Mr Anup Wadhawan, Commerce Secretary, said, “India, as a founding member of Kimberley Process, has been actively involved in the development of KP as an important protocol in trade of diamonds which has ensured that 99.8% of the diamonds in the world are conflict free. We need to keep KP efficient and effective as a process to maintain this conflict diamond free status. We are committed to make this process stronger in terms of further strengthened administration and implementation, efficient in terms of delivery of what it promises, more transparent and empathetic towards the living standards of people who are dependent on the production, trade and manufacture of diamonds.”
He further added, that, “Currently, India exports approx. USD 24 billion cut & polished diamonds. It is our focus to reach an export target of USD 1 trillion in coming years. We are sure that the gems and jewellery sector and particularly the cut & polished diamonds will contribute significantly to achieve this target.”
On India’s role as KP Chair, he added, “India is sensitive to the issues and challenges of Artisanal & small scale mining and acknowledges the contribution made by the KP members, Observers and agencies for their upliftment. We need to continue supporting Artisanal & small scale mining countries with the capacity building, technical assistance and education on valuation, differentiation between Natural and Lab Grown diamonds, importance of legal and formal mining practices.”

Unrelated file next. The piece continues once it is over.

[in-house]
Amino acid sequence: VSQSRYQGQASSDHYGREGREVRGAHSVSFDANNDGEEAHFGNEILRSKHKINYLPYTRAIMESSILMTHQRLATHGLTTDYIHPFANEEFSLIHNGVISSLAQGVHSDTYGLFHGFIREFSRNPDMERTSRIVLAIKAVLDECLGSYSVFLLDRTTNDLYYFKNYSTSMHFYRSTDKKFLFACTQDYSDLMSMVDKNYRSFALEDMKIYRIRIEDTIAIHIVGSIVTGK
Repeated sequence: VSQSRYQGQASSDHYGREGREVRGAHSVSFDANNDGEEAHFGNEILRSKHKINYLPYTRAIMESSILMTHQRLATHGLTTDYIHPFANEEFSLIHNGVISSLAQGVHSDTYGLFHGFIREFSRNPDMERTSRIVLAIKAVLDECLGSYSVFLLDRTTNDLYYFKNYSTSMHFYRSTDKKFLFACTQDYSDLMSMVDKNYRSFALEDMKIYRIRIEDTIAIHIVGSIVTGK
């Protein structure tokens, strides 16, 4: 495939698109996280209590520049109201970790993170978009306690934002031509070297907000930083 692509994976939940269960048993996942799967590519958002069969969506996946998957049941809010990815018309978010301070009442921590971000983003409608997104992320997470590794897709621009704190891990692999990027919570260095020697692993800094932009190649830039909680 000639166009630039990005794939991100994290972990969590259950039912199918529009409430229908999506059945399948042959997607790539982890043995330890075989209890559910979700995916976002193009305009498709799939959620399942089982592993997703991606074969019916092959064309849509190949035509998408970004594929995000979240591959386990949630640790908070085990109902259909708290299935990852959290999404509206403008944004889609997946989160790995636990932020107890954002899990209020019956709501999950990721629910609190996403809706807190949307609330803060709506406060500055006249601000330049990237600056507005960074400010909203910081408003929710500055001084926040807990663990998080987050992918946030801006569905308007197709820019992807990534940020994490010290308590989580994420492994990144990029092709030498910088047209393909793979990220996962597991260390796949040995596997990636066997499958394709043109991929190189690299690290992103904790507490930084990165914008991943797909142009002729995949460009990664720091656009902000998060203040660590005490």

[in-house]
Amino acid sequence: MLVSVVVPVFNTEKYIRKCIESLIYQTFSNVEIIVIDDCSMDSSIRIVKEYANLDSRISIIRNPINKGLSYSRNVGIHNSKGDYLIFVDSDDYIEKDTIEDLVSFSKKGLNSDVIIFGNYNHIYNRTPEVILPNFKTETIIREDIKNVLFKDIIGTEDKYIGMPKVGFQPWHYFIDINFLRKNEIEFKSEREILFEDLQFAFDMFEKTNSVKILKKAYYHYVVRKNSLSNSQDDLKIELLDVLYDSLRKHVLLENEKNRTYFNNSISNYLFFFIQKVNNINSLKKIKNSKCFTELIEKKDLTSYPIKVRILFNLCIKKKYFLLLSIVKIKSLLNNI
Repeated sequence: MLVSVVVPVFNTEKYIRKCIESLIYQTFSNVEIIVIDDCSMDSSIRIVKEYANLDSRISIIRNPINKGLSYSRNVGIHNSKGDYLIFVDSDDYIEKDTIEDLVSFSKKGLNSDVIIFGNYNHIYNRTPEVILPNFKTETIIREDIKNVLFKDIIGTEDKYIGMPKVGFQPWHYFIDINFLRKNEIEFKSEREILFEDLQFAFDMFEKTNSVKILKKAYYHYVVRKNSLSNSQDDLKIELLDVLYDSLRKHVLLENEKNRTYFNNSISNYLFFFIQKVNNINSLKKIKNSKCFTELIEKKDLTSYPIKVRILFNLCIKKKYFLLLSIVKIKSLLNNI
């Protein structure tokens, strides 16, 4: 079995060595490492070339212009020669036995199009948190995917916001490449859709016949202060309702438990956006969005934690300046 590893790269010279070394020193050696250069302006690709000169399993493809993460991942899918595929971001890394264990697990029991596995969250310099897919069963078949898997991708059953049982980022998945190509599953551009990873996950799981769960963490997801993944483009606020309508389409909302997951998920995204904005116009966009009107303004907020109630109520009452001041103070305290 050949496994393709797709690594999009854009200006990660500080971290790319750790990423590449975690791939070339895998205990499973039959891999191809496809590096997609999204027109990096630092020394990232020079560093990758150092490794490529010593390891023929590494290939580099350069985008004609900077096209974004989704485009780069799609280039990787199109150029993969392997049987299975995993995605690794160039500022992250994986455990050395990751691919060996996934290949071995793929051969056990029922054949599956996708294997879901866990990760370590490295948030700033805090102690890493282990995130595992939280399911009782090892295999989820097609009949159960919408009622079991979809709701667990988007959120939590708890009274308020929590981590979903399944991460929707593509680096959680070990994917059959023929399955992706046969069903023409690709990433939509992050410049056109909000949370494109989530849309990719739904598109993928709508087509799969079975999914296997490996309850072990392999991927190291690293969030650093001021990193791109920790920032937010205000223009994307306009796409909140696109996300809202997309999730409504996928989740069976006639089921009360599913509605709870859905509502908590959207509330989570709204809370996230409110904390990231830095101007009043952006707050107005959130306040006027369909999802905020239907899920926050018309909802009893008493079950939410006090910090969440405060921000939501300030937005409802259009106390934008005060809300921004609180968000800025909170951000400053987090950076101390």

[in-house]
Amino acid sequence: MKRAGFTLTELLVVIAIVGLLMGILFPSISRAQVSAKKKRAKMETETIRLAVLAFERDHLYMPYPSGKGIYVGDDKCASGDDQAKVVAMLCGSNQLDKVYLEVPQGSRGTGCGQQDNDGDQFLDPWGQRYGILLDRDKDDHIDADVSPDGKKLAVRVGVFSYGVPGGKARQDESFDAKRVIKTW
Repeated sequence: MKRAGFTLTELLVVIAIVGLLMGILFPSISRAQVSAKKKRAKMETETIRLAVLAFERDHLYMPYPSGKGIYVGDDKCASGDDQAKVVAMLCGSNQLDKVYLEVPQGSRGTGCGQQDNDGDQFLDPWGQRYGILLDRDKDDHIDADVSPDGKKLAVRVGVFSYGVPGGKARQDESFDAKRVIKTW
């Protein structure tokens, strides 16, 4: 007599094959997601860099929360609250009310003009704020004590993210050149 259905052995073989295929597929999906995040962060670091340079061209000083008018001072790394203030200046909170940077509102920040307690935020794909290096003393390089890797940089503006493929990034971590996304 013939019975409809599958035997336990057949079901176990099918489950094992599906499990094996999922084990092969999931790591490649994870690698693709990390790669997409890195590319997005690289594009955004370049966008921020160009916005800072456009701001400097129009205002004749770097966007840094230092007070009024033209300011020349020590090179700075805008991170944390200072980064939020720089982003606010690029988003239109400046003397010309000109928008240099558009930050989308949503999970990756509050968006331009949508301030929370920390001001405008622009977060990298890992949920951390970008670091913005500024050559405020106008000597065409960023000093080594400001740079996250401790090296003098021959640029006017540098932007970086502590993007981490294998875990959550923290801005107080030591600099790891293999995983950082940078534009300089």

Mr Stephan Fischler, President, World Diamond Council, said, “I strongly believe that the future of this remarkable enterprise, the Kimberley Process, will be determined by the decisions taken by you, member countries, and possibly those that will not be taken during this week in New Delhi. Lives and livelihoods of individuals who rely on the work that we do together will be impacted by both your actions and inaction.
There are a number of proposed amendments to the KPCS core document, some more substantial and others more conservative. The WDC has been candid in what we would like to see happen, and it is that the conflict diamonds definition incorporates all of the most severe instances of violence, whether they be carried out by rebel forces, private or state-run security forces, or criminal elements.”
Mr Fischler further emphasized that, “KP’s role is not to be a sanctions-imposing body. It is rather the operator of a system that prevents violence, supports conflict resolution and facilitates capacity-building in the mining areas, while maintaining and growing consumer confidence in diamonds. We need to do all that we can to avoid a situation by which alternative chains of distribution are created.”
Mr Shamiso Mtsi, Co-ordinator, KP Civil Society Coalition, said, “KP cannot claim to stop conflict diamonds and issue certificates that guarantee the conflict-free provenance of stones without defining what conflict is. It cannot claim to be a conflict prevention tool without adequate measures to stop diamonds from funding violence and conflict. Today, it is failing to do this, and thereby, it is open to abuse by those seeking to lubricate all kinds of illicit, violent and criminal operations. So, any participating state that still seeks to obstruct discussions during this make or break moment for the KP, is not just escaping its responsibilities. It is wilfully seeking to keep in place this self-destructive loophole of the KP. They will be held accountable for that. Our proposals to make the KP work are straightforward. The bottom bar should be stopping major cases of serious violence across rough diamond supply chains, irrespective of the perpetrator or context in which these occur.”
Mr Mtsi, further said, “The Civil Society Coalition looks forward to robust debates that lead to clear and ambitious outcomes. We have all been doing a lot of talking the past years, now is the time for bold decision-making.”